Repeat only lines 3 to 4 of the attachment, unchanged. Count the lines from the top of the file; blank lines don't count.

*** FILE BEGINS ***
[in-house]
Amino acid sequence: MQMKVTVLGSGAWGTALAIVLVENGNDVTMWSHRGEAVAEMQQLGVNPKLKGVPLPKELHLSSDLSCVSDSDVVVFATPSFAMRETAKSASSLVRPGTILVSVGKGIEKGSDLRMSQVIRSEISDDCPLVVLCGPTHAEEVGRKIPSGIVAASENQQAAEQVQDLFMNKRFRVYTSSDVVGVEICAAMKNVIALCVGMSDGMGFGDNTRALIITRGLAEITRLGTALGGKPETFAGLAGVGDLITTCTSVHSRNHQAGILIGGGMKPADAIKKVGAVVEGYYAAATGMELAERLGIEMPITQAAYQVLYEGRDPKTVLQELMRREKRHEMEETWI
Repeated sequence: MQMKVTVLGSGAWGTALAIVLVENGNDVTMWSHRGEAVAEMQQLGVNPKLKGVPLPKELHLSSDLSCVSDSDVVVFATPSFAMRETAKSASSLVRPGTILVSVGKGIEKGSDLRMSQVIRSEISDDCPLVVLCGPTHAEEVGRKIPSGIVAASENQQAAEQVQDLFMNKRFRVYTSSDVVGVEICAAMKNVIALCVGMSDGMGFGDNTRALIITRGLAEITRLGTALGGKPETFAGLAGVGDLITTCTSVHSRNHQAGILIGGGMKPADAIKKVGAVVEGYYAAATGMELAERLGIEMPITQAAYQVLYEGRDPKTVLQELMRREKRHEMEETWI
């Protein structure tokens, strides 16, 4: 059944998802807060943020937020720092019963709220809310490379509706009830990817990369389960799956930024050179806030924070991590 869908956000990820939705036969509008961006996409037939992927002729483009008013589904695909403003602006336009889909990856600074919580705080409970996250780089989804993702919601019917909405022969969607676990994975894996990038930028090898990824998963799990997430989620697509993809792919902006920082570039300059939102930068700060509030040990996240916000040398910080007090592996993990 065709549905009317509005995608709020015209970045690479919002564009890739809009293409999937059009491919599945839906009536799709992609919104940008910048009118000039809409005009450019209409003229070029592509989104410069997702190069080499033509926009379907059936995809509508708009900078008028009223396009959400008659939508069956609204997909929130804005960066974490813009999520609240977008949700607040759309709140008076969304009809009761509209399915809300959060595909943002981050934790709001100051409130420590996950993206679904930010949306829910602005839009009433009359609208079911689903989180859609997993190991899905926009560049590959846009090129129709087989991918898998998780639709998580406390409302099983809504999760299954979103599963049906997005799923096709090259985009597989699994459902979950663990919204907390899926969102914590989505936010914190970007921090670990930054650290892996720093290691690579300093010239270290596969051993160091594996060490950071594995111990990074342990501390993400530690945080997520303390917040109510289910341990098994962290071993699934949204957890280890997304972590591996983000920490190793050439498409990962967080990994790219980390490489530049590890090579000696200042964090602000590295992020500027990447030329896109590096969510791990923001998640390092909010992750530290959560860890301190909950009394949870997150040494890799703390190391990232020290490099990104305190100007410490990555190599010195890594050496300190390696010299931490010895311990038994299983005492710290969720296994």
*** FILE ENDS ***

Repeated sequence: MQMKVTVLGSGAWGTALAIVLVENGNDVTMWSHRGEAVAEMQQLGVNPKLKGVPLPKELHLSSDLSCVSDSDVVVFATPSFAMRETAKSASSLVRPGTILVSVGKGIEKGSDLRMSQVIRSEISDDCPLVVLCGPTHAEEVGRKIPSGIVAASENQQAAEQVQDLFMNKRFRVYTSSDVVGVEICAAMKNVIALCVGMSDGMGFGDNTRALIITRGLAEITRLGTALGGKPETFAGLAGVGDLITTCTSVHSRNHQAGILIGGGMKPADAIKKVGAVVEGYYAAATGMELAERLGIEMPITQAAYQVLYEGRDPKTVLQELMRREKRHEMEETWI
């Protein structure tokens, strides 16, 4: 059944998802807060943020937020720092019963709220809310490379509706009830990817990369389960799956930024050179806030924070991590 869908956000990820939705036969509008961006996409037939992927002729483009008013589904695909403003602006336009889909990856600074919580705080409970996250780089989804993702919601019917909405022969969607676990994975894996990038930028090898990824998963799990997430989620697509993809792919902006920082570039300059939102930068700060509030040990996240916000040398910080007090592996993990 065709549905009317509005995608709020015209970045690479919002564009890739809009293409999937059009491919599945839906009536799709992609919104940008910048009118000039809409005009450019209409003229070029592509989104410069997702190069080499033509926009379907059936995809509508708009900078008028009223396009959400008659939508069956609204997909929130804005960066974490813009999520609240977008949700607040759309709140008076969304009809009761509209399915809300959060595909943002981050934790709001100051409130420590996950993206679904930010949306829910602005839009009433009359609208079911689903989180859609997993190991899905926009560049590959846009090129129709087989991918898998998780639709998580406390409302099983809504999760299954979103599963049906997005799923096709090259985009597989699994459902979950663990919204907390899926969102914590989505936010914190970007921090670990930054650290892996720093290691690579300093010239270290596969051993160091594996060490950071594995111990990074342990501390993400530690945080997520303390917040109510289910341990098994962290071993699934949204957890280890997304972590591996983000920490190793050439498409990962967080990994790219980390490489530049590890090579000696200042964090602000590295992020500027990447030329896109590096969510791990923001998640390092909010992750530290959560860890301190909950009394949870997150040494890799703390190391990232020290490099990104305190100007410490990555190599010195890594050496300190390696010299931490010895311990038994299983005492710290969720296994």